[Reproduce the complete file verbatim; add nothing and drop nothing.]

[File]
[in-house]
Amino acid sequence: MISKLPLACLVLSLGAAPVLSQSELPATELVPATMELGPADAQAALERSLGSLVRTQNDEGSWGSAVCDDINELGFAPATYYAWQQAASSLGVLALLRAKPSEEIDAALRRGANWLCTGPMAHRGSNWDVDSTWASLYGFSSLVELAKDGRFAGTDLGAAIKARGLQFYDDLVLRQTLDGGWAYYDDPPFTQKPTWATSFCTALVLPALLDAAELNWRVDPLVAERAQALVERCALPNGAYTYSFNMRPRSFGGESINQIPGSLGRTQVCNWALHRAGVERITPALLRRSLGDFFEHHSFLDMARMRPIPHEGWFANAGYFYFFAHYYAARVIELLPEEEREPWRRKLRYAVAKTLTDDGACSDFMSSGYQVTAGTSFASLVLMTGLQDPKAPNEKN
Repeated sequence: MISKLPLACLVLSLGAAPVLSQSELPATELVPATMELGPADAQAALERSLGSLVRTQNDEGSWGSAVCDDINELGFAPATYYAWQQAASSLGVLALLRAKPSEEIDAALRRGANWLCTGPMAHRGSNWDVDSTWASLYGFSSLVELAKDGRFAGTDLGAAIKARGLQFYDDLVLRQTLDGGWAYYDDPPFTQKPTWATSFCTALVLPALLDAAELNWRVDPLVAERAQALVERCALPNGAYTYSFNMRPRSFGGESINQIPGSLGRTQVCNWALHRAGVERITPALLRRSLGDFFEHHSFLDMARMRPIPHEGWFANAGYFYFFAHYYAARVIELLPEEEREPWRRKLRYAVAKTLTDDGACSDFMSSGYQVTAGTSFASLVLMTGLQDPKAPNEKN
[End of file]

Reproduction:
[in-house]
Amino acid sequence: MISKLPLACLVLSLGAAPVLSQSELPATELVPATMELGPADAQAALERSLGSLVRTQNDEGSWGSAVCDDINELGFAPATYYAWQQAASSLGVLALLRAKPSEEIDAALRRGANWLCTGPMAHRGSNWDVDSTWASLYGFSSLVELAKDGRFAGTDLGAAIKARGLQFYDDLVLRQTLDGGWAYYDDPPFTQKPTWATSFCTALVLPALLDAAELNWRVDPLVAERAQALVERCALPNGAYTYSFNMRPRSFGGESINQIPGSLGRTQVCNWALHRAGVERITPALLRRSLGDFFEHHSFLDMARMRPIPHEGWFANAGYFYFFAHYYAARVIELLPEEEREPWRRKLRYAVAKTLTDDGACSDFMSSGYQVTAGTSFASLVLMTGLQDPKAPNEKN
Repeated sequence: MISKLPLACLVLSLGAAPVLSQSELPATELVPATMELGPADAQAALERSLGSLVRTQNDEGSWGSAVCDDINELGFAPATYYAWQQAASSLGVLALLRAKPSEEIDAALRRGANWLCTGPMAHRGSNWDVDSTWASLYGFSSLVELAKDGRFAGTDLGAAIKARGLQFYDDLVLRQTLDGGWAYYDDPPFTQKPTWATSFCTALVLPALLDAAELNWRVDPLVAERAQALVERCALPNGAYTYSFNMRPRSFGGESINQIPGSLGRTQVCNWALHRAGVERITPALLRRSLGDFFEHHSFLDMARMRPIPHEGWFANAGYFYFFAHYYAARVIELLPEEEREPWRRKLRYAVAKTLTDDGACSDFMSSGYQVTAGTSFASLVLMTGLQDPKAPNEKN